Posts tagged SPOILER

Sick and twisted fruit

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To scratch the topic of Mobile Computing once again I want to take you through the processes of setting up an iPhone and a Nokia N97 Mini with a Bluetooth driven wireless Keyboard. The reason I’m doing this is of course due to recent events I experienced and – SPOILER ALERT – the iPhone fails miserably under almost all circumstances. Successful ones could unfortunately not be tested.

The Keyboard used can be seen on the following picture, accompanied by the successfully paired N97 Mini:

HPIM0277

Why it’s a Bluetooth Keyboard designed by Apple themselves, just to make it a little less tough for the iPhone one might think. But I digress.

The step-by-step Instructions for the N97 Mini (or basically any Symbian S60 device) go as follows:

  1. Download the free Bluetooth Keyboard Application from Nokia.com. Choosing the right one shouldn’t be too hard, I didn’t find one for Symbian S60 5th Edition so i just took the first one which popped up an incompatibility alert but still installed and worked fine.
  2. After opening said Application, turn on your Keyboard and pair it with the Phone. In my case this included defining a Passkey like “123456” and then entering exactly that Passkey on the Keyboard. Pressing Return should finish the pairing process. I assume this works the same on all Bluetooth enabled Keyboards.
  3. That’s it. You’re set to write some text messages or even emails with your Bluetooth Keyboard.

On the iPhone on the other hand, the situation looks as follows. (At least that’s all I found out on a jailbroken iPhone 3G with the latest jailbreakable iPhone OS 3 on it).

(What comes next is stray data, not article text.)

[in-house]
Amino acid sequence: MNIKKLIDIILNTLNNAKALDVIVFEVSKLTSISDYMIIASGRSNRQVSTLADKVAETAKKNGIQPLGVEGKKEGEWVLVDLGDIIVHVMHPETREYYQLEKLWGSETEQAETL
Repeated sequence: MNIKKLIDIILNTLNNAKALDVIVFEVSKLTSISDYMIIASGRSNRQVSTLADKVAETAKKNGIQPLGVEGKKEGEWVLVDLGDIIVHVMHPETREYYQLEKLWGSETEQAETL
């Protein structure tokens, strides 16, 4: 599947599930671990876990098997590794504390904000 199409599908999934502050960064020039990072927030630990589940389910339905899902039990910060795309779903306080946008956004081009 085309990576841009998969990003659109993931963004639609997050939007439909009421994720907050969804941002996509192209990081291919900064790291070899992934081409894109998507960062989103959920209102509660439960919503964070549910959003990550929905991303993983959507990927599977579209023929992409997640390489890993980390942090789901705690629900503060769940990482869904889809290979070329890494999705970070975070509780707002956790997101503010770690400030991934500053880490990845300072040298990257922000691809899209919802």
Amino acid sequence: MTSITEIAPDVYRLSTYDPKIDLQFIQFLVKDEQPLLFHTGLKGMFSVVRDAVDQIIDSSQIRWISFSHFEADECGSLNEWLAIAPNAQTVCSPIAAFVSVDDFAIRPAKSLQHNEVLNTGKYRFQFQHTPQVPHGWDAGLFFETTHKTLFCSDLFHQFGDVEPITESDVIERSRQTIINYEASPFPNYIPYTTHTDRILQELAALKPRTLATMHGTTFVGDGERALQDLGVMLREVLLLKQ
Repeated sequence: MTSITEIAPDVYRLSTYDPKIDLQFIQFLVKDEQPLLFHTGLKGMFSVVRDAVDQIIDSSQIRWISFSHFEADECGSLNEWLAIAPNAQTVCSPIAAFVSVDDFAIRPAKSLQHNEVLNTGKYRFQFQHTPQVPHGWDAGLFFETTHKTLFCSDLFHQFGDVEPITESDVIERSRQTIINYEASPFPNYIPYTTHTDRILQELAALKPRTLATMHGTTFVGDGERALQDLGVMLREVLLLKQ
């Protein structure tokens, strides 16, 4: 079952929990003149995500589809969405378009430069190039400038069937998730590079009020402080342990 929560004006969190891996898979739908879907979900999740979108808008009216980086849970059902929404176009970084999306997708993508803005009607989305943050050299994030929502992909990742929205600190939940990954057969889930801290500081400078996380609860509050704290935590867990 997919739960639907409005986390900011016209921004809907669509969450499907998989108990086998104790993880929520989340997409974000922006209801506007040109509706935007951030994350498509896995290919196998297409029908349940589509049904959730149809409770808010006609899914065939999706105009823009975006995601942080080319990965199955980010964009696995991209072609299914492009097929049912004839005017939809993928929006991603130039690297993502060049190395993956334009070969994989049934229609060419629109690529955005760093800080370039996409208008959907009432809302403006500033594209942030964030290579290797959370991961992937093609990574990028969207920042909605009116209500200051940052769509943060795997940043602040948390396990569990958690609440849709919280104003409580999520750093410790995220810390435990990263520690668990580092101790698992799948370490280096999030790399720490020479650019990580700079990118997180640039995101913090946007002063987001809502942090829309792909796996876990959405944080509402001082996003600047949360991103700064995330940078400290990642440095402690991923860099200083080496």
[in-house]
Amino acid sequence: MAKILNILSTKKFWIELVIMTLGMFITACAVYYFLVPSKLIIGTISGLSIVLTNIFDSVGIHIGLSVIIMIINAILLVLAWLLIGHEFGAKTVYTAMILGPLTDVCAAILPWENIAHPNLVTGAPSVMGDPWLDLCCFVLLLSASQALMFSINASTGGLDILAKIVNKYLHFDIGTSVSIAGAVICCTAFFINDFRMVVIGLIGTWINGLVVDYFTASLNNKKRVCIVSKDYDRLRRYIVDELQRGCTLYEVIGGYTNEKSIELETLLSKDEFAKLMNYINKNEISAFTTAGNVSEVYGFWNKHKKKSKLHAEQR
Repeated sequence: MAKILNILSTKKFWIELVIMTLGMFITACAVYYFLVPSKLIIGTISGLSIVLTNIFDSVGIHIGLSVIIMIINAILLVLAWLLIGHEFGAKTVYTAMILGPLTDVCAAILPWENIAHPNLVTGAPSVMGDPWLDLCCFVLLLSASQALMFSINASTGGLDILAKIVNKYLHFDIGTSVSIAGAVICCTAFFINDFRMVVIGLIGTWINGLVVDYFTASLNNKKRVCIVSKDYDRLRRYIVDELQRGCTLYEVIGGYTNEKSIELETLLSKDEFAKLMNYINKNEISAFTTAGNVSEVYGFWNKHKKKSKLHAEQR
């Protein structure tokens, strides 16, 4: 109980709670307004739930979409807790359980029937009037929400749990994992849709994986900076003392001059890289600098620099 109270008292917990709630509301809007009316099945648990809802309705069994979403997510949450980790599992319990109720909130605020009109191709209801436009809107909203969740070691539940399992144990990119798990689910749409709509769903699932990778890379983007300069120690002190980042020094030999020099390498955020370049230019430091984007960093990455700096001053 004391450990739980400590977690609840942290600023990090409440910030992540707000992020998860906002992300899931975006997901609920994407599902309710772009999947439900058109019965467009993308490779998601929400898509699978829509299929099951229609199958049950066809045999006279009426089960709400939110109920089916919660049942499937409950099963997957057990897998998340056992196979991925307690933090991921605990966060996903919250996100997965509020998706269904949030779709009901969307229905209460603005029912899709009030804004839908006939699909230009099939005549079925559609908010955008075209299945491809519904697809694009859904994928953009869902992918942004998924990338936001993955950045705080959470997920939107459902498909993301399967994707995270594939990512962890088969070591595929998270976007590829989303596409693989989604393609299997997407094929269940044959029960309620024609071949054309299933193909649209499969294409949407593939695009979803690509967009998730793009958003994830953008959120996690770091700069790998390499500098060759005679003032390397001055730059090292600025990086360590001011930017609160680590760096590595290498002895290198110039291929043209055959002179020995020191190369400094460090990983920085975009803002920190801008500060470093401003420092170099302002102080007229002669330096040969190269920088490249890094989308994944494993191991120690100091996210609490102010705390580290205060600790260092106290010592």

When you turn on Bluetooth and search for devices, the (Apple !!) Keyboard does not show up. So if I’m not wrong that takes care of our first approach. The second approach then would be taking advantage of the freedom of a jailbroken iPhone. Do some searching on Google/Youtube and what I found was a Video explaining how to use an App (namely BTStack Keyboard) from the Cydia Store (which of course comes with jailbreaking the device) to use Bluetooth Keyboards with your iPhone. The only catch you ask? It costs 5 Dollars and since I neither own an iPhone, nor a Cydia Store Account (or whatever is needed to buy their Apps) my trail to success stopped there.

If there is another approach, be it for jailbroken or non-jailbroken iPhones please let me know. Nothing would please me more than knowing that Apple isn’t having such a tight stranglehold on its customers after all. Smartphones set aside, I’m one of them as you can see from the picture.

Of course it’s not surprising that the Nokia Device works with an Apple Keyboard. The Bluetooth Standard is the same for everybody, also for Apple luckily. And of course it might not make perfect sense to everybody that I’m connecting a Keyboard to a Mobile Phone that has a QWERTZ Keyboard built-in. To be honest I’d know a lot more to do with such a keyboard on an iPhone than on this N97 Mini. Seems like it’s not supposed to happen.

Windows vs. Mac OS X: Aspects reviewed

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Tiny Spoiler: no Macintosh/Apple praising found in this post.

So to make my blog interesting to a bigger audience I decided to publish both in german (because I think one should never forget where they came from, especially if you’re partially surrounded by all those programmers who write great programs in bad english and think that’s OK) and english of course.